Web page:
Eight points to demonstrate consumer duty readiness

The UK’s Consumer Duty came into force on July 31, placing a significant burden on financial services firms to set higher and clearer standards of consumer protection, put their customers’ needs first and demonstrate compliance with both imperatives.

Below we explore eight key areas of focus for firms as they pivot from Day One preparations to assessing their relative maturity and ability to meet their obligations under Principle 12 of the Duty.

1. Uplifted Frameworks, Tools, Policies and Procedures

Firms should be able to demonstrate that their key frameworks have been – and continue to be – reviewed and uplifted. We would expect this to be reflected in product governance operating models, conduct frameworks, pricing and interest rate setting strategies, vulnerability frameworks, third-party risk frameworks under the Senior Managers & Certification Regime, and second and third line of defence policies, as well as processes and procedures for critical journeys. If all this can be evidenced, then firms will be able to demonstrate going forward that the rules have been fully met.

2. Training, Culture, Governance and Oversight

A consistent theme from the Financial Conduct Authority (FCA) has been cultural change and learning. Firms should be able to demonstrate that a comprehensive training programme has been delivered that goes beyond ‘one size fits all’ e-learning and clearly breaks down the desired behaviours that firms want to see and measure for various roles. A focus will naturally be on customer facing roles – however, it is equally important that firms can demonstrate how governance decisions consider customer outcomes.

3. Reviews of Products, Communications and Journeys

Most firms have structured their implementation programmes using a sequential ‘review, triage and remediate’ methodology. It is critical that firms can evidence how the review activity was completed, quality assured and documented. In particular, firms must demonstrate that, where no changes have been made to products, communications or journeys, these decisions are predicated on the outcome of a thorough review.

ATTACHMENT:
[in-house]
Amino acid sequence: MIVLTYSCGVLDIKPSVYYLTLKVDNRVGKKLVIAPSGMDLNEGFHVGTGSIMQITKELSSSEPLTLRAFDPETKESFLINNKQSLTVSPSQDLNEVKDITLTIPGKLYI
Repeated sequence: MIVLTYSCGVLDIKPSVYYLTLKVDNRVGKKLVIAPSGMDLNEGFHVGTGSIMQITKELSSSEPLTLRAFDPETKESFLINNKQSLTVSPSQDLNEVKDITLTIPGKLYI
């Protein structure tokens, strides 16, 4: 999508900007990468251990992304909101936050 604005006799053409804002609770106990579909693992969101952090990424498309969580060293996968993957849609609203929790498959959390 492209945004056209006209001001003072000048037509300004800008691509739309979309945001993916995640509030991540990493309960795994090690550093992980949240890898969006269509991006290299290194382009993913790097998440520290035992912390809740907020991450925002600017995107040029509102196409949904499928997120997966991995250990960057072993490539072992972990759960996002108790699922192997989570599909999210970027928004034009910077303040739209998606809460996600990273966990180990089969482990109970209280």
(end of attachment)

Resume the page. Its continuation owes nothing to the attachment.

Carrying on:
4. Prioritised Remediation for Customer Impact

Firms must be able to demonstrate the use of a robust triage methodology whereby impacts categorized as harm, detriment or poor customer outcomes are prioritised for remediation. Other impacts, such as those related to service or journey improvements, can be then addressed later.

5. Enhanced Outcomes Monitoring and Management Information (MI)

A successful implementation plan will involve an evolution of how data and MI is used to test and monitor customer outcomes. The FCA has set out expectations that firms should be able to assess outcomes across end-to-end customer journeys, rather than simply focusing on procedural MI such as control effectiveness or lagging voice of the customer metrics such as complaints.

6. Policy and Sector Letter Traceability

Firms should be able to robustly demonstrate how each policy requirement has been considered throughout implementation. Many requirements may have already been met for all or some products and journeys, and this should be documented in a single repository of traceability. The Non-Handbook guidance should be used as an additional overlay on your traceability matrix to assure and test the application of the rules.

7. Day 2 Remediation and Capability Build

Most firms have a Day Two programme of some scope and scale in the planning. To demonstrate a compelling story to the regulator, firms should be signalling that – having achieved initial compliance – they are now mobilising more ambitious transformation plans to achieve customer centricity. This should include residual Day One review and remediation activities, ongoing evolution of outcomes monitoring and a continuous focus on delivering enhanced customer journeys with associated key controls. We provide further insight on focus areas for Day 2 programmes here

8. Review of Closed Book Products and Services

Firms should not underestimate the complexities of implementing the Duty for off-sale products and services (set to come into scope from July 31, 2024) and should leverage the lessons learned and challenges identified during the on-sale review. As a first step, organisations should ensure their product inventory is comprehensive, including offerings accrued via acquisitions. We provide further insight on how firms should tackle the back book review here.